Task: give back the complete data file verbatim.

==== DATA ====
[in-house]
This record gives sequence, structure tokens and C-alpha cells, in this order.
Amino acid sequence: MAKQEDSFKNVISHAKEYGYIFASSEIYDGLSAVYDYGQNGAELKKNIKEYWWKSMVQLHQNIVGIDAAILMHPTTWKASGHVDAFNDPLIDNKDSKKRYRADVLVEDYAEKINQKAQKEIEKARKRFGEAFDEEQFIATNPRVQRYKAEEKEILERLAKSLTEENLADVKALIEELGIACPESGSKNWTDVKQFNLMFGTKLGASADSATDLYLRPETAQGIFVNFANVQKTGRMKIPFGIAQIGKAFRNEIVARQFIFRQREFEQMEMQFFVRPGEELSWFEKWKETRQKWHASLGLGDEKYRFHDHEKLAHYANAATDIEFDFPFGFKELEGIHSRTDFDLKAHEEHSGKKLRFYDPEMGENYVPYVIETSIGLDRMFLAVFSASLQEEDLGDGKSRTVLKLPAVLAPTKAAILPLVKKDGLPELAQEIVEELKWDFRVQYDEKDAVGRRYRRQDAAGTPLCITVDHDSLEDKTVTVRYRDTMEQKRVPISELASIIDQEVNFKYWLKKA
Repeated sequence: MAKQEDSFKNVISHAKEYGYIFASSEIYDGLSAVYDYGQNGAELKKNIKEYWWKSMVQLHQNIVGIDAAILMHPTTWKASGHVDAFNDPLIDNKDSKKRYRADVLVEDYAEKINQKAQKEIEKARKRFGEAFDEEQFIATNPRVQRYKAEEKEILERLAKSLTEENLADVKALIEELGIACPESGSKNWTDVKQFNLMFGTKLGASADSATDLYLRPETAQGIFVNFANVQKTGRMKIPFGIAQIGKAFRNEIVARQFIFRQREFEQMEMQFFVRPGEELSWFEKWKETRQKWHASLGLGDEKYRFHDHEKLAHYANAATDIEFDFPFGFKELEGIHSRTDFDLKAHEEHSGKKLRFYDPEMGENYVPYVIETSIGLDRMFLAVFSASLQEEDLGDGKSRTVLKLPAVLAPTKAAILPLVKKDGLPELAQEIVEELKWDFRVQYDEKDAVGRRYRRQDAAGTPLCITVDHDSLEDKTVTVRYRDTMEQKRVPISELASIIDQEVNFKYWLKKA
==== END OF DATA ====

[in-house]
This record gives sequence, structure tokens and C-alpha cells, in this order.
Amino acid sequence: MAKQEDSFKNVISHAKEYGYIFASSEIYDGLSAVYDYGQNGAELKKNIKEYWWKSMVQLHQNIVGIDAAILMHPTTWKASGHVDAFNDPLIDNKDSKKRYRADVLVEDYAEKINQKAQKEIEKARKRFGEAFDEEQFIATNPRVQRYKAEEKEILERLAKSLTEENLADVKALIEELGIACPESGSKNWTDVKQFNLMFGTKLGASADSATDLYLRPETAQGIFVNFANVQKTGRMKIPFGIAQIGKAFRNEIVARQFIFRQREFEQMEMQFFVRPGEELSWFEKWKETRQKWHASLGLGDEKYRFHDHEKLAHYANAATDIEFDFPFGFKELEGIHSRTDFDLKAHEEHSGKKLRFYDPEMGENYVPYVIETSIGLDRMFLAVFSASLQEEDLGDGKSRTVLKLPAVLAPTKAAILPLVKKDGLPELAQEIVEELKWDFRVQYDEKDAVGRRYRRQDAAGTPLCITVDHDSLEDKTVTVRYRDTMEQKRVPISELASIIDQEVNFKYWLKKA
Repeated sequence: MAKQEDSFKNVISHAKEYGYIFASSEIYDGLSAVYDYGQNGAELKKNIKEYWWKSMVQLHQNIVGIDAAILMHPTTWKASGHVDAFNDPLIDNKDSKKRYRADVLVEDYAEKINQKAQKEIEKARKRFGEAFDEEQFIATNPRVQRYKAEEKEILERLAKSLTEENLADVKALIEELGIACPESGSKNWTDVKQFNLMFGTKLGASADSATDLYLRPETAQGIFVNFANVQKTGRMKIPFGIAQIGKAFRNEIVARQFIFRQREFEQMEMQFFVRPGEELSWFEKWKETRQKWHASLGLGDEKYRFHDHEKLAHYANAATDIEFDFPFGFKELEGIHSRTDFDLKAHEEHSGKKLRFYDPEMGENYVPYVIETSIGLDRMFLAVFSASLQEEDLGDGKSRTVLKLPAVLAPTKAAILPLVKKDGLPELAQEIVEELKWDFRVQYDEKDAVGRRYRRQDAAGTPLCITVDHDSLEDKTVTVRYRDTMEQKRVPISELASIIDQEVNFKYWLKKA